Hypocrisy on several levels. The member for Casey and his colleagues were members of an administration which treated government appointments and government money as their own personal plaything. They were members of an administration which spent $1 billion over 11 years on government advertising to support their own political purposes—$1 billion of taxpayers’ money to support their political campaigns. It is a situation we have fixed: substantially reduced and introduced new guidelines. It is a problem they would never fix because they did not regard it as a problem. They regarded it as a very good thing indeed.

The biggest advertising campaign was to sell Work Choices. Let us go to Work Choices, because we heard a lot from the member for Casey about integrity on election commitments, about how we have to be upfront with the Australian people. Well, I do not recall in the 2004 election, in which I was a candidate, a mandate being granted for Work Choices. I do not remember the then Prime Minister giving a solemn promise to the Australian people that he would reduce their working conditions and salaries. He was too busy promising to keep interest rates at record lows; that is what he was doing. Do not lecture us about integrity in government.

We will have none of this from the opposition. This is from a Leader of the Opposition who made a rock-solid, rolled-gold guarantee that the Medicare safety net would not be changed. Within a year of the election it was changed substantially. I understand that ministers get overruled. Ministers argue for their policy positions and cabinets take a broader view. I understand that. But there comes a time when if you have given a rock-solid, rolled-gold commitment to the Australian people and you get overruled, the decent and honourable thing to do is to tender your resignation. But the then minister for health did not even think about it. He did not even consider it because he did not consider his rolled-gold, rock-solid guarantee was worth his resignation.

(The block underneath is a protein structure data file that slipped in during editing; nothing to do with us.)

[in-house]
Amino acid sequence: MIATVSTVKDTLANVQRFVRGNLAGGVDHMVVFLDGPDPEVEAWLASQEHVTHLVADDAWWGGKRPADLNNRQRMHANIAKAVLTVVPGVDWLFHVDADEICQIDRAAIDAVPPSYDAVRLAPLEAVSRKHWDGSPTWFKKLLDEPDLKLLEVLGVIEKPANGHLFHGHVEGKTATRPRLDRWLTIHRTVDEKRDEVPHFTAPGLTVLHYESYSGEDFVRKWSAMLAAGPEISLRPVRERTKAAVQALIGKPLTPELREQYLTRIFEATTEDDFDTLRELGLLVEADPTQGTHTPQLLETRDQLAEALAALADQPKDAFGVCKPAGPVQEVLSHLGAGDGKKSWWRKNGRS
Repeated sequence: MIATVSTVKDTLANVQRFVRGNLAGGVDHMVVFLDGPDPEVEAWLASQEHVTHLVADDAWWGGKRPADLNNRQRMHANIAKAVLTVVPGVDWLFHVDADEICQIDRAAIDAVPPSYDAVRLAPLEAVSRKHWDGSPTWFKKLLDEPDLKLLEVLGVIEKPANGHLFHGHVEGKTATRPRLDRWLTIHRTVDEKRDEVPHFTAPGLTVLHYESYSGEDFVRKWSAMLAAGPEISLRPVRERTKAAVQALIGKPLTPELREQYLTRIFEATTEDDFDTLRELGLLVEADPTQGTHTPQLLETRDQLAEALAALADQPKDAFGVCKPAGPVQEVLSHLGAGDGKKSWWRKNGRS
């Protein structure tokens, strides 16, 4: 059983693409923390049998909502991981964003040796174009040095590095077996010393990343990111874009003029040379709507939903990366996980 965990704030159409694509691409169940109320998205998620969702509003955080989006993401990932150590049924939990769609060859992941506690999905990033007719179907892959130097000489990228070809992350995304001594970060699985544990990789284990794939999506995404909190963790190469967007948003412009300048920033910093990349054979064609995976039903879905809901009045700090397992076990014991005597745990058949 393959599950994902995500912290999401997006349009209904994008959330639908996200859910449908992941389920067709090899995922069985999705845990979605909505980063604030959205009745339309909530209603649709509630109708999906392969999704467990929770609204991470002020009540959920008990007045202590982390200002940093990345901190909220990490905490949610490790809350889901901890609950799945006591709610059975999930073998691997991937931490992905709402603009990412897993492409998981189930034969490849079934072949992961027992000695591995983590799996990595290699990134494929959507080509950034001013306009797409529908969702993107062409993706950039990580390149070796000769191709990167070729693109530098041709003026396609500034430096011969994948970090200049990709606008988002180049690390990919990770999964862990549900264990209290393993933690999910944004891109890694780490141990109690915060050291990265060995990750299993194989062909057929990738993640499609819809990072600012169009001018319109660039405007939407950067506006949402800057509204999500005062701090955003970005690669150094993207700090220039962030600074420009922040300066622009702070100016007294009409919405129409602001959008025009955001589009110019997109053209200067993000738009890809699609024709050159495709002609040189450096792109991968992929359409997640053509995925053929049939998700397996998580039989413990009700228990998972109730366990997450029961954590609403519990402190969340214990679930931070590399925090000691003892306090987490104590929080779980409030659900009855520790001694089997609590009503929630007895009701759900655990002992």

In the time I have available to me I am not even going to touch ‘children overboard’. The Australian people know that tawdry episode oh so well and I am not going to detain the House on that particular episode. But this MPI takes the Australian people for mugs and treats the Australian people like fools. That is what this MPI does and this opposition does. The opposition says that every election commitment must be implemented 100 per cent, no variations, with no regard to changes in circumstances. The Australian people, when they are providing a mandate to a government, provide that mandate for three years. They give that government the mandate to protect them, to respond to crises overseas and to adjust. They do not want the Australian government to say, ‘Well, the right thing to do in the face of a reduction in government revenue of $170 billion would be not to change our spending, not to revise our priorities, not to ensure that our spending is as efficient as possible.’ That is exactly what they expect the Australian government to do. At the end of the three years they do two things. They weigh up how safe you have kept it, whether you have improved the nation, whether you have made the nation more prosperous and whether you have protected the nation against external shocks. They do that, and they will do that with us.